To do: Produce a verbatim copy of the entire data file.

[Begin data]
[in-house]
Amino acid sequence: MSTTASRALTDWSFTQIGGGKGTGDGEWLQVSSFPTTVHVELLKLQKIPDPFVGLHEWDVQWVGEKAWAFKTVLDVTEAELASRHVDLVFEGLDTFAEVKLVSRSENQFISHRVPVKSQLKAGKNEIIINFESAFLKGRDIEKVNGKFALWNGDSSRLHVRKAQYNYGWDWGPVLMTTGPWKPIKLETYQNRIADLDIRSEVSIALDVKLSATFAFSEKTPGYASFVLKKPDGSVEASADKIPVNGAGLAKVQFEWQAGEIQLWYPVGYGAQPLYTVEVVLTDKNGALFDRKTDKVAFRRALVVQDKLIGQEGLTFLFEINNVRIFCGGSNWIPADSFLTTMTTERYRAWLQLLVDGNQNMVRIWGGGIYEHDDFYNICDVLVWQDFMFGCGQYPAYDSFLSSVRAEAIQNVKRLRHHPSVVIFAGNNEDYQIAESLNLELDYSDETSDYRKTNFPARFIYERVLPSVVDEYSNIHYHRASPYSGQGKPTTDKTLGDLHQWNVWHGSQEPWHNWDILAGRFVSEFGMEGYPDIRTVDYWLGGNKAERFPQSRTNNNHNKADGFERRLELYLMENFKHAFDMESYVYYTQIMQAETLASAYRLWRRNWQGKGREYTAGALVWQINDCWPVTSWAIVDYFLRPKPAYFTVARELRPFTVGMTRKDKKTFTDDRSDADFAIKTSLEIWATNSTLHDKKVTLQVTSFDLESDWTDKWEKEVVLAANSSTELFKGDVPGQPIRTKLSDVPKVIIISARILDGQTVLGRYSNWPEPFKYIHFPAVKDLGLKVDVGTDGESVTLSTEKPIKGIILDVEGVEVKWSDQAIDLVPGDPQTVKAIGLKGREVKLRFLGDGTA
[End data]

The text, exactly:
[in-house]
Amino acid sequence: MSTTASRALTDWSFTQIGGGKGTGDGEWLQVSSFPTTVHVELLKLQKIPDPFVGLHEWDVQWVGEKAWAFKTVLDVTEAELASRHVDLVFEGLDTFAEVKLVSRSENQFISHRVPVKSQLKAGKNEIIINFESAFLKGRDIEKVNGKFALWNGDSSRLHVRKAQYNYGWDWGPVLMTTGPWKPIKLETYQNRIADLDIRSEVSIALDVKLSATFAFSEKTPGYASFVLKKPDGSVEASADKIPVNGAGLAKVQFEWQAGEIQLWYPVGYGAQPLYTVEVVLTDKNGALFDRKTDKVAFRRALVVQDKLIGQEGLTFLFEINNVRIFCGGSNWIPADSFLTTMTTERYRAWLQLLVDGNQNMVRIWGGGIYEHDDFYNICDVLVWQDFMFGCGQYPAYDSFLSSVRAEAIQNVKRLRHHPSVVIFAGNNEDYQIAESLNLELDYSDETSDYRKTNFPARFIYERVLPSVVDEYSNIHYHRASPYSGQGKPTTDKTLGDLHQWNVWHGSQEPWHNWDILAGRFVSEFGMEGYPDIRTVDYWLGGNKAERFPQSRTNNNHNKADGFERRLELYLMENFKHAFDMESYVYYTQIMQAETLASAYRLWRRNWQGKGREYTAGALVWQINDCWPVTSWAIVDYFLRPKPAYFTVARELRPFTVGMTRKDKKTFTDDRSDADFAIKTSLEIWATNSTLHDKKVTLQVTSFDLESDWTDKWEKEVVLAANSSTELFKGDVPGQPIRTKLSDVPKVIIISARILDGQTVLGRYSNWPEPFKYIHFPAVKDLGLKVDVGTDGESVTLSTEKPIKGIILDVEGVEVKWSDQAIDLVPGDPQTVKAIGLKGREVKLRFLGDGTA